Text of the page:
The Nature of Mediterranean Europe: An Ecological History Paperback – 16 May 2003
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|Paperback, 16 May 2003||
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"a wry, scholarly and beautifully written book" -- Charles Clover, Daily Telegraph
About the Author
A.T. Grove, a geographer, is emeritus fellow of Downing College, Cambridge. Oliver Rackham, a botanist in the department of forestry, is a fellow of Corpus Christi College, Cambridge.
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Top Customer Reviews
The whole of the book is concerned about human influence in the Mediterranean landscapes, one of the more intensively used of the planet, and one of the earliest to be used. The idea the authors fight against for the whole of the book is that the Mediterranean is a "ruined landscape" due to human activity.
So they study climate in historic times, climatic change since the last glaciation, vegetation, erosion, terracing, influence of fire, etc. in an impressively thorough way with plenty of "case studies".
They arrive to the conclusion that in Classical times the Mediterranean was more arid than now, that there is no consistent influence of the global warming in the Mediterranean so far (if one studies weather registries and "clues" further back than the beginning of the 20th century) and that erosion rates are not relevantly different than in the past.
They refute there is any "desertification" in Southern Europe and also the typical assertion that maquis and savanna are degraded forests.
They counterbalance the damage caused by overgrazing with the risk of the landscape becoming a "fire dominated" landscape, and in short, they score all the points to be considered heretics by both ecologists and governmental planners all over the north Mediterranean shores.
However, given the obvious field research the authors have been undertaking for decades and their impressive knowledge of the way the Mediterranean works from geology to "off season tavern talks" their conclusions are to be taken into account.Read more ›
Most Helpful Customer Reviews on Amazon.com (beta)
US readers may find the authors use of British vernacular and colloquiallisms in summarizing key points to be confusing. There are also occasions where the authors choose to compare methods of teaching in the US and Europe, wherein it is clear that the authors knowledge of US curricula is dated (e.g. the practice of teaching climax vegation theory is no longer in common practice in the US.) That aside, the information and analysis provided by the authors is insightful, well organized and above all challenges conventional stereotypes of the region.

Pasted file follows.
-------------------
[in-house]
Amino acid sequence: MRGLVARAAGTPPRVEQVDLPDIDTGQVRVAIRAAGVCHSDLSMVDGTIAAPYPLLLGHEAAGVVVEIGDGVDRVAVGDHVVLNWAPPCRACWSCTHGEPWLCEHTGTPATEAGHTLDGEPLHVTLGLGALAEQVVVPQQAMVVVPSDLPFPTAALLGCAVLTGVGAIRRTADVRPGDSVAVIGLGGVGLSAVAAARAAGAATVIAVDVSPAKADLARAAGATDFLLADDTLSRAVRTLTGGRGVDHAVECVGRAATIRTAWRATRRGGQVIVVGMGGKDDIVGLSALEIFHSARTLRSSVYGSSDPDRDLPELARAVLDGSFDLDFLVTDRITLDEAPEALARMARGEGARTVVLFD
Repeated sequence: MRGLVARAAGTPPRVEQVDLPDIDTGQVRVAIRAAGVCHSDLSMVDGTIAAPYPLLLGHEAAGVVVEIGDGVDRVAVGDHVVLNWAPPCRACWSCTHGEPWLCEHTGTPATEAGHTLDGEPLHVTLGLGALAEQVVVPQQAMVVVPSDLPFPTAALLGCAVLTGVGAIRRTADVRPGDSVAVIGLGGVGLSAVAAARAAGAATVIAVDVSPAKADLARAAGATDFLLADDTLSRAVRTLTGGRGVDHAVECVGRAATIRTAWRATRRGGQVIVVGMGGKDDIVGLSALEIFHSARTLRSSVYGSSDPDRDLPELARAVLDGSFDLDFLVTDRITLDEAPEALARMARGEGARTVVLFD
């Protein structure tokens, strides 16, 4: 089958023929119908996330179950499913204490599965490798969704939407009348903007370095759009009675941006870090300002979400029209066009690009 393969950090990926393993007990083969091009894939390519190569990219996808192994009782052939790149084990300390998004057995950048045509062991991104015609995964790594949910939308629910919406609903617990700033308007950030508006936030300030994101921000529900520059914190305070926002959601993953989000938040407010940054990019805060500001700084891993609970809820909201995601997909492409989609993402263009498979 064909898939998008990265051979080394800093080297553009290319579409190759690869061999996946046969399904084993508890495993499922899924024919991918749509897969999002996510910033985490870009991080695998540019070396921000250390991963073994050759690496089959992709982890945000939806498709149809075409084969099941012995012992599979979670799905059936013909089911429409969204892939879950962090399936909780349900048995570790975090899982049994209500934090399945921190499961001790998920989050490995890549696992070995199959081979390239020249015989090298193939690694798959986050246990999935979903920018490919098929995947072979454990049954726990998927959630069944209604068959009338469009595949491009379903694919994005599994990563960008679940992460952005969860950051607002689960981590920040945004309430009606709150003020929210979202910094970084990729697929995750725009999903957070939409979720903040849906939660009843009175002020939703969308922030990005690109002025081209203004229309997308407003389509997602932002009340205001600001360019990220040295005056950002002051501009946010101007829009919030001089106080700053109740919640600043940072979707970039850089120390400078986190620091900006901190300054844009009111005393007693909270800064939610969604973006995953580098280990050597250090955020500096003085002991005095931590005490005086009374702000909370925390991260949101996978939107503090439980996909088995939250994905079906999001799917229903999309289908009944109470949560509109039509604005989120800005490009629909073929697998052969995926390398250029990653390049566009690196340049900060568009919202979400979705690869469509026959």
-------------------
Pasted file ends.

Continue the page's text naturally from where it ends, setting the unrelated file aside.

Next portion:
I took this book on a two week tour of Mediterranean Spain, France, Italy, Greece and Turkey and quickly acquired a deeper understanding of; human history, the impact of anthropogenic disturbance, geomorphology, evolution of biota and climate.
I recommend this book to others studying or working in any of the natural resource fields, and especially to those who have not had a prior exposure to European ecology. Prior studies in ecology, botany, wildlife biology and the like will suffice to follow the refreshingly opinionated perspectives provided in this book. Unlike many other recent publications in ecology, this is not an anthology or synthesis of prior written works, but rather the analysis and opinions of two professionals with solid field experience. The authors leave the reader with ample grounds to agree, disagree or augment interpretation. Reading the book will make you want to join the authors on their next field trip.
The hardcover copy I purchased was well made with ample graphic illustrations (though landscape photographs would find improvement in depth of field). Good use of data tables and graphs are made throughout. I was particularly pleased by the format for footnoting chosen by the authors. I am a reader who distains the current practice of embedding references to other authors work within the text; a practice which I find makes the text less readable, while often times leaving the reader to guess where to find the supporting information. A good value for the money.
But as many colleauges did not yet want to be convinced by Grove and Rackham, let's add some evidence to support their conclusions.
Everybody else who does not have to recall previous conclusions: this is the simply best work about the Mediterranean environment; brillant, outstanding, will become a standard in the future.
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